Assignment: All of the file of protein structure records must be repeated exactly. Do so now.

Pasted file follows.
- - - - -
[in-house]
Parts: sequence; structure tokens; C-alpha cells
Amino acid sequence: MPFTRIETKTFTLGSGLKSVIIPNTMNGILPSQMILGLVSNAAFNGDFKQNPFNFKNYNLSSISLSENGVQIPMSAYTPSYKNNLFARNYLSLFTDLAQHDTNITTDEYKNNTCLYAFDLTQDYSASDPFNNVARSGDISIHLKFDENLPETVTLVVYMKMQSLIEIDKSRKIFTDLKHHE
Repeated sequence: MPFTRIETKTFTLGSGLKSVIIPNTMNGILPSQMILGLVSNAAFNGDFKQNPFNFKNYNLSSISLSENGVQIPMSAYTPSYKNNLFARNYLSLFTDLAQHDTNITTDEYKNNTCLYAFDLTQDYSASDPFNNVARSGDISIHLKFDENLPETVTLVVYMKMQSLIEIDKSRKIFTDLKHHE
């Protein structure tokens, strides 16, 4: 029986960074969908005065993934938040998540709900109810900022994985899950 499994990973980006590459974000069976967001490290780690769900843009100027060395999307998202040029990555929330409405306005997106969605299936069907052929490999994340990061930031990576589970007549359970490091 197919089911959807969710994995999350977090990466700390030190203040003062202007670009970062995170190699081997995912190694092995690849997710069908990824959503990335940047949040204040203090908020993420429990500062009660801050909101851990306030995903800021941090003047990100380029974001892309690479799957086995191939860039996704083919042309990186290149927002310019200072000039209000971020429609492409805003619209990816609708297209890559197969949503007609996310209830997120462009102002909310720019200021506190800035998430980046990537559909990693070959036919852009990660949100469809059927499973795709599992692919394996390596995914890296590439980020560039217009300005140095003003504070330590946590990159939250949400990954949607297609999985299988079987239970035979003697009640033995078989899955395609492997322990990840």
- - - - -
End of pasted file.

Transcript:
[in-house]
Parts: sequence; structure tokens; C-alpha cells
Amino acid sequence: MPFTRIETKTFTLGSGLKSVIIPNTMNGILPSQMILGLVSNAAFNGDFKQNPFNFKNYNLSSISLSENGVQIPMSAYTPSYKNNLFARNYLSLFTDLAQHDTNITTDEYKNNTCLYAFDLTQDYSASDPFNNVARSGDISIHLKFDENLPETVTLVVYMKMQSLIEIDKSRKIFTDLKHHE
Repeated sequence: MPFTRIETKTFTLGSGLKSVIIPNTMNGILPSQMILGLVSNAAFNGDFKQNPFNFKNYNLSSISLSENGVQIPMSAYTPSYKNNLFARNYLSLFTDLAQHDTNITTDEYKNNTCLYAFDLTQDYSASDPFNNVARSGDISIHLKFDENLPETVTLVVYMKMQSLIEIDKSRKIFTDLKHHE
């Protein structure tokens, strides 16, 4: 029986960074969908005065993934938040998540709900109810900022994985899950 499994990973980006590459974000069976967001490290780690769900843009100027060395999307998202040029990555929330409405306005997106969605299936069907052929490999994340990061930031990576589970007549359970490091 197919089911959807969710994995999350977090990466700390030190203040003062202007670009970062995170190699081997995912190694092995690849997710069908990824959503990335940047949040204040203090908020993420429990500062009660801050909101851990306030995903800021941090003047990100380029974001892309690479799957086995191939860039996704083919042309990186290149927002310019200072000039209000971020429609492409805003619209990816609708297209890559197969949503007609996310209830997120462009102002909310720019200021506190800035998430980046990537559909990693070959036919852009990660949100469809059927499973795709599992692919394996390596995914890296590439980020560039217009300005140095003003504070330590946590990159939250949400990954949607297609999985299988079987239970035979003697009640033995078989899955395609492997322990990840």